mine—mine to protect, love, and cherish

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NOTES

mine—mine to protect, love, and cherish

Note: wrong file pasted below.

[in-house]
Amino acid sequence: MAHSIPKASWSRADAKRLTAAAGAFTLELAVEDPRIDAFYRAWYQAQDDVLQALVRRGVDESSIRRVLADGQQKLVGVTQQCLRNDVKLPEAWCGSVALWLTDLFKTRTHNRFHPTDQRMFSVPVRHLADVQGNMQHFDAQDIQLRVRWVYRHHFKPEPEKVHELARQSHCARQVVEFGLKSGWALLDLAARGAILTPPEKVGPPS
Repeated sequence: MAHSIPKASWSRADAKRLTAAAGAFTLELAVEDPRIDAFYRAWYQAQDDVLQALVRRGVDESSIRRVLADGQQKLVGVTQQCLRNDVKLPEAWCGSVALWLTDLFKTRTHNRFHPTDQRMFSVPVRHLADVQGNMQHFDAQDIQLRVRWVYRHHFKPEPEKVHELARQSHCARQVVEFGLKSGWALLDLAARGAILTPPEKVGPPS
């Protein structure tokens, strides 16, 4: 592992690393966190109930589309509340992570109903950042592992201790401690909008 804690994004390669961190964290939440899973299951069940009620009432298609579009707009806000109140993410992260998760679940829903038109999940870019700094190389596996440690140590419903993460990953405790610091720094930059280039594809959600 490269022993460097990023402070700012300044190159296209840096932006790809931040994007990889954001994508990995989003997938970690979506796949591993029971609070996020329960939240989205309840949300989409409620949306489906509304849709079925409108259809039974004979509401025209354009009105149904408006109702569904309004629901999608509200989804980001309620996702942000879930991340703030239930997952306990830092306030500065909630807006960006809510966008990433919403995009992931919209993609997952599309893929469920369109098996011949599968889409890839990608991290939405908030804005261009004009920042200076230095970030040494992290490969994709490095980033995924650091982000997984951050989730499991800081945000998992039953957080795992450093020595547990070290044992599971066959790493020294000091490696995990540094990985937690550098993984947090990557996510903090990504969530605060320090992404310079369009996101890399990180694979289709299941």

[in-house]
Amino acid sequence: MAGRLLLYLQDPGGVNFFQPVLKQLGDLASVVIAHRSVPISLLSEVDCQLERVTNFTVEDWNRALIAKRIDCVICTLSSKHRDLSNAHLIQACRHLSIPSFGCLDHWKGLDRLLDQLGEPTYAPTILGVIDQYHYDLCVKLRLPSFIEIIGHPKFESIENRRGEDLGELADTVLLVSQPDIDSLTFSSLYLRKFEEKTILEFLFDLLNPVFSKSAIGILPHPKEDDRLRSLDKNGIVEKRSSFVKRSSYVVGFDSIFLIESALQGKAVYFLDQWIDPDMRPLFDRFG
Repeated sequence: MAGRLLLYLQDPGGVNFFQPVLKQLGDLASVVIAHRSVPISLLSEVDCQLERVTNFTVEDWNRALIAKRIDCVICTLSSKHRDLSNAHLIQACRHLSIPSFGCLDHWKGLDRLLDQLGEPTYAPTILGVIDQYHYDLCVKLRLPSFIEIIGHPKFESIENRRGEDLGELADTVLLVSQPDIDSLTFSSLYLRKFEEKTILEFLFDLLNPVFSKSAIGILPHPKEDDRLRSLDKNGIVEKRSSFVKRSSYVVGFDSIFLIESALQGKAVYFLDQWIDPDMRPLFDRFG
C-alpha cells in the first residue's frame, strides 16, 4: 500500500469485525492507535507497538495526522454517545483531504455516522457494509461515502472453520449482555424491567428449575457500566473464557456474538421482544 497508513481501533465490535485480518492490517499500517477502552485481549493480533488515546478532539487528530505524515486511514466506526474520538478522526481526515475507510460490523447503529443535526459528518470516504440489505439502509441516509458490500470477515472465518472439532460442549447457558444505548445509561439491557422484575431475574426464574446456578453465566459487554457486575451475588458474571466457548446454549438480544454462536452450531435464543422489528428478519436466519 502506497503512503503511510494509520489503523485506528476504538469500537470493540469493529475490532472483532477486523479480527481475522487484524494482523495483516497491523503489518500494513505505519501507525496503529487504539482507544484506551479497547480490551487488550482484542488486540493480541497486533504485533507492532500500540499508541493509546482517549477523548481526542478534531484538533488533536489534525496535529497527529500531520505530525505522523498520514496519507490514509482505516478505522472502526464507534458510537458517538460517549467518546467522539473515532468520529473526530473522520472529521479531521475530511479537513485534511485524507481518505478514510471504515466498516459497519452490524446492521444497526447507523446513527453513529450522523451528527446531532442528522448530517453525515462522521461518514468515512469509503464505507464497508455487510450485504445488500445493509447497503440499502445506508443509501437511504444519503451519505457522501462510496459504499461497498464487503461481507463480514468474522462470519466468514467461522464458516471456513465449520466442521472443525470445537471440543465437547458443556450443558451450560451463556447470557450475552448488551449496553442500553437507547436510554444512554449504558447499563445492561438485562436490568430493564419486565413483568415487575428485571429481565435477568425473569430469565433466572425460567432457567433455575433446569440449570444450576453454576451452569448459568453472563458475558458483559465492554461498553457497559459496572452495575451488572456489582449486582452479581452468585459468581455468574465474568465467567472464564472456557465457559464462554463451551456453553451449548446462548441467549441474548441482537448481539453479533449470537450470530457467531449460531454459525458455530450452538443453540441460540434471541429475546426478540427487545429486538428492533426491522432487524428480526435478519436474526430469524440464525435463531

How well Victor Frankenstein fulfills what he considers his obligation by Elizabeth will unfold in the sequel. To some extent Mary Shelley is playing to a sentimental conception of elective affinity in this portrayal, and certainly she is attempting from the start to strengthen the romantic attachment Victor feels for Elizabeth. At the same time, the extreme possessiveness of Victor's attitude is a characteristic from which, in her personal life, she would have recoiled; and it is therefore no unusual stretching of the rhetoric that would lead a reader to see in Victor's sense of duty an implicitly demeaning condescension that reinforces an inherently masculinist notion of power.